An emphasis on coaching and mentoring may help focus on a model of professional development that is essentially collegiate in nature, which is preferable to notions of ‘charismatic leadership’ based on apparent exceptional character and personality traits. A focus on skill, knowledge and effort as opposed to charisma is much more productive, helpful and practical, and certainly more amenable to influence and development, and therefore, to coaching and mentoring. This is a gradual process which takes account of personnel, priorities and resources.
The potential barriers to progress are unexceptional in the context of any significant initiative: existing capacities and prevailing organisational culture may support, or impede, progress in the area of developing collegiality, a prerequisite for successful coaching and mentoring; a lack of understanding including a superficial notion of delegation; a lack of time and resources; competing priorities within traditional structures; and an overdependence on imported models which may be inappropriate to the specific context. Coaching and mentoring is not about making judgements, creating dependency, imposing others’ agendas and initiatives, nor confirming habit, routine or long-held prejudices.
Coaching, mentoring and collaborative learning can be powerful tools in promoting professional development and effective professional action. The EIS has an important role to play in the context of promoting a commitment to professional development and lifelong learning. Coaching and mentoring is not a panacea but part of a wider solution. If coaching and mentoring can help develop a culture of improvement which is humane, sophisticated and intelligent then we should embrace the potential that it presents for pupils and teachers in making schools better places to learn and work.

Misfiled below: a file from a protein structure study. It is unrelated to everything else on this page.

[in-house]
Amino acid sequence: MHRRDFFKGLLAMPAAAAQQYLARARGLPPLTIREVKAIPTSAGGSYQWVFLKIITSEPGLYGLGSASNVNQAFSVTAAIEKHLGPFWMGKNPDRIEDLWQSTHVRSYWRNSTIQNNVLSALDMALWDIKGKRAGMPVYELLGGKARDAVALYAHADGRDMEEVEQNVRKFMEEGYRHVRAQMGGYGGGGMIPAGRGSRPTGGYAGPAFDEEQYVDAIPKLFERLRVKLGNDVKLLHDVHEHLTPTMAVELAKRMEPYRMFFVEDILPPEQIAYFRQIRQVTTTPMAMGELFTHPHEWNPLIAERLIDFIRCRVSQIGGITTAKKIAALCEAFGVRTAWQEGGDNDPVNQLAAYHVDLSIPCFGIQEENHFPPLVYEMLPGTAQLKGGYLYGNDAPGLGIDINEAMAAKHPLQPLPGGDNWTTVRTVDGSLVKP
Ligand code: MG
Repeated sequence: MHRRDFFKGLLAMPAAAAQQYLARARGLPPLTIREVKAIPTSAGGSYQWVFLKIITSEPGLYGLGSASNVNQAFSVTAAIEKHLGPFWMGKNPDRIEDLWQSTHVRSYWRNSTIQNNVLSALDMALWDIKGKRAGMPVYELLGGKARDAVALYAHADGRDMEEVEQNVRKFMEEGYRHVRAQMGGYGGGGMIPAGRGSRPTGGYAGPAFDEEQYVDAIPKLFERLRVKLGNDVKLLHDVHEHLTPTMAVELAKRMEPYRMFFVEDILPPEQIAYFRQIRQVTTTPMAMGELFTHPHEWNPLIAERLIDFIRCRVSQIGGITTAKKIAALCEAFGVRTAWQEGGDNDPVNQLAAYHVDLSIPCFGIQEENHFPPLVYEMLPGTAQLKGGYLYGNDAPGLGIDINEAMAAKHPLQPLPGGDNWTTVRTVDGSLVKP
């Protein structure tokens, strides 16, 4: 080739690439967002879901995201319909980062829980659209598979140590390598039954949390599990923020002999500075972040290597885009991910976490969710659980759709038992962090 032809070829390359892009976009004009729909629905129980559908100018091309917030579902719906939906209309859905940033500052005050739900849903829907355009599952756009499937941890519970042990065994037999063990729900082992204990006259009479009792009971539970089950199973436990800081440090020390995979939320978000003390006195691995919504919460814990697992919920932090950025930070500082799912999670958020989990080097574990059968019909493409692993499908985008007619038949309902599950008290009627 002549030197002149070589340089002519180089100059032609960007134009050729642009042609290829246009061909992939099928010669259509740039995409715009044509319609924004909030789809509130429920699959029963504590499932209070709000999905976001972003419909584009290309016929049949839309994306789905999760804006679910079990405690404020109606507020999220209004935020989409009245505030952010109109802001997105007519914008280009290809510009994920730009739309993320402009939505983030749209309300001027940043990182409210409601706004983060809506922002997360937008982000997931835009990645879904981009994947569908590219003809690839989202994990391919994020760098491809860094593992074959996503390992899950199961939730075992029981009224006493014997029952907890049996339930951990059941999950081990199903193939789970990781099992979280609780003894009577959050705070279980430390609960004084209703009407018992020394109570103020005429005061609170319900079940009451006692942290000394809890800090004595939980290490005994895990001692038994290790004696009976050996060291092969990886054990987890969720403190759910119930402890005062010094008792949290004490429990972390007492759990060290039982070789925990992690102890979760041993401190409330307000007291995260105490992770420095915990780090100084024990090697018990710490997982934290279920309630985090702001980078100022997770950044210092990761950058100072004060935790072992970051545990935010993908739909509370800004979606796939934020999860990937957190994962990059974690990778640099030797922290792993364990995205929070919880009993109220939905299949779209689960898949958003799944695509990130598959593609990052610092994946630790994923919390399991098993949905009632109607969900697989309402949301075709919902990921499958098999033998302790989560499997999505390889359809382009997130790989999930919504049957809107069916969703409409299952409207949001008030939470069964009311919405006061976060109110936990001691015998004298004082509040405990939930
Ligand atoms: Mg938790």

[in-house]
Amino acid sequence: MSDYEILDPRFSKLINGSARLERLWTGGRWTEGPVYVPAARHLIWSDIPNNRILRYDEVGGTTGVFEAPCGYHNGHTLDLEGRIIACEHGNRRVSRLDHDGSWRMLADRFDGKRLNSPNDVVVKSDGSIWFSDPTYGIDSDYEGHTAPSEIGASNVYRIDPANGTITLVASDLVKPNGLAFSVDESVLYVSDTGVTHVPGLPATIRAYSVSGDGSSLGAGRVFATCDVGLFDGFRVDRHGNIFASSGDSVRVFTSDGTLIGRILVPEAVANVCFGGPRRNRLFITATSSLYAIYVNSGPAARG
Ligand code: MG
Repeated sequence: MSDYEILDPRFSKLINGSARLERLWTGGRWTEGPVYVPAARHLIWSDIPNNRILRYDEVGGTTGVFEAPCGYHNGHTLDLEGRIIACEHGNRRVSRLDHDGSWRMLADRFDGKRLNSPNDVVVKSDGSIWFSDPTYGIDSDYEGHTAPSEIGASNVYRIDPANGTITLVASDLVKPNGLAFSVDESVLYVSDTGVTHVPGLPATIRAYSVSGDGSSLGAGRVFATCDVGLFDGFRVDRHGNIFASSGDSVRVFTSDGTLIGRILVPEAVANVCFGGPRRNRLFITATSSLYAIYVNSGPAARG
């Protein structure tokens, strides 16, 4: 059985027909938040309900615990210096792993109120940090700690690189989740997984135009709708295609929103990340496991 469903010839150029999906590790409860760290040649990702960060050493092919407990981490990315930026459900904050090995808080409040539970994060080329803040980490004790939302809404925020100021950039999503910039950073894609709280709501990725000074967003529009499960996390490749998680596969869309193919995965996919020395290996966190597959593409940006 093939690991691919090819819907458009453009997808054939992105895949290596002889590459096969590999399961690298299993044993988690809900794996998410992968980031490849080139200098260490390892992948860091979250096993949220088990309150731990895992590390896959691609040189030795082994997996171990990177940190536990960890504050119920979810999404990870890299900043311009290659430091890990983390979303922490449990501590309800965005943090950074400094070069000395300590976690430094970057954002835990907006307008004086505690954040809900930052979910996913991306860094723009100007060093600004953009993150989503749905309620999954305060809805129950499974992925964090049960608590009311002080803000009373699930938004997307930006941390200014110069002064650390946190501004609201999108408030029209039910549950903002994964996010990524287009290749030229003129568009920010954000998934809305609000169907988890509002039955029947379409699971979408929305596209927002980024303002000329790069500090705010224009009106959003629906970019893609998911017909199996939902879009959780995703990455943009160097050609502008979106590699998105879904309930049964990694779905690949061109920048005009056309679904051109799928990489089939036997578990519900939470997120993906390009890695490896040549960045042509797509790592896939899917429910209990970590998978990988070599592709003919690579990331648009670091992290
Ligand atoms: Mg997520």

There is no one single template for coaching and mentoring, imported or homegrown. It is important to recognise the range of forms of mentoring and coaching whether informal, expert, or collaborative; self-directed learning in the form of critical reflective enquiry and self-evaluation can also be seen as a form of self-coaching. The EIS recognises the potential benefits of coaching and mentoring which,
Generally speaking, a coach would tend to focus on skills and performance which involves feedback to the learner in order to promote self-reflection, self-evaluation and self-learning. The coach does not necessarily have more experience than the coachee and coaching can take place between peers and staff at different levels.
A mentor would focus on capability and personal and professional growth perhaps at critical stages of a teacher’s career such as probationers, NQT, early years teaching, Chartered Teacher, Principal Teacher, Senior Management and Head Teacher, in order to facilitate professional and career development. A mentor would undoubtedly use coaching skills as part of this quality relationship but would normally be a more experienced colleague familiar with the role, culture and context in which the mentoring applies, using the expertise s/he has in the field to support the development of skills and knowledge.